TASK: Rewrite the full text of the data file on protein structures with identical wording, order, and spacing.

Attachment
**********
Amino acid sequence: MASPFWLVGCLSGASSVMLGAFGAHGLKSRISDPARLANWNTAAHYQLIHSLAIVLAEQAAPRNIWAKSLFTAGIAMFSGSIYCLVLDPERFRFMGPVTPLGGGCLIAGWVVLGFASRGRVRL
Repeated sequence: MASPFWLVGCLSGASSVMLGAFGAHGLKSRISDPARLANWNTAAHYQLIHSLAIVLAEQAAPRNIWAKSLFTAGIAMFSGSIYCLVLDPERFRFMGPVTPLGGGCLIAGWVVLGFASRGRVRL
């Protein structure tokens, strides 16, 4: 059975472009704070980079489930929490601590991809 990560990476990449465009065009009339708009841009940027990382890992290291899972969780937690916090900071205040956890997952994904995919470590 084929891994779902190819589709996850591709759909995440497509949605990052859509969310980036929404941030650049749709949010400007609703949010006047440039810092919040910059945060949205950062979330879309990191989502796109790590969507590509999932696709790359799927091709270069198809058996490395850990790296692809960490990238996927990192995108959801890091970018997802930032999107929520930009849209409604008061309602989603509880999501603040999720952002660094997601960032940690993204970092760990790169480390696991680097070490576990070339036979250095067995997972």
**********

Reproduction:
Amino acid sequence: MASPFWLVGCLSGASSVMLGAFGAHGLKSRISDPARLANWNTAAHYQLIHSLAIVLAEQAAPRNIWAKSLFTAGIAMFSGSIYCLVLDPERFRFMGPVTPLGGGCLIAGWVVLGFASRGRVRL
Repeated sequence: MASPFWLVGCLSGASSVMLGAFGAHGLKSRISDPARLANWNTAAHYQLIHSLAIVLAEQAAPRNIWAKSLFTAGIAMFSGSIYCLVLDPERFRFMGPVTPLGGGCLIAGWVVLGFASRGRVRL
């Protein structure tokens, strides 16, 4: 059975472009704070980079489930929490601590991809 990560990476990449465009065009009339708009841009940027990382890992290291899972969780937690916090900071205040956890997952994904995919470590 084929891994779902190819589709996850591709759909995440497509949605990052859509969310980036929404941030650049749709949010400007609703949010006047440039810092919040910059945060949205950062979330879309990191989502796109790590969507590509999932696709790359799927091709270069198809058996490395850990790296692809960490990238996927990192995108959801890091970018997802930032999107929520930009849209409604008061309602989603509880999501603040999720952002660094997601960032940690993204970092760990790169480390696991680097070490576990070339036979250095067995997972």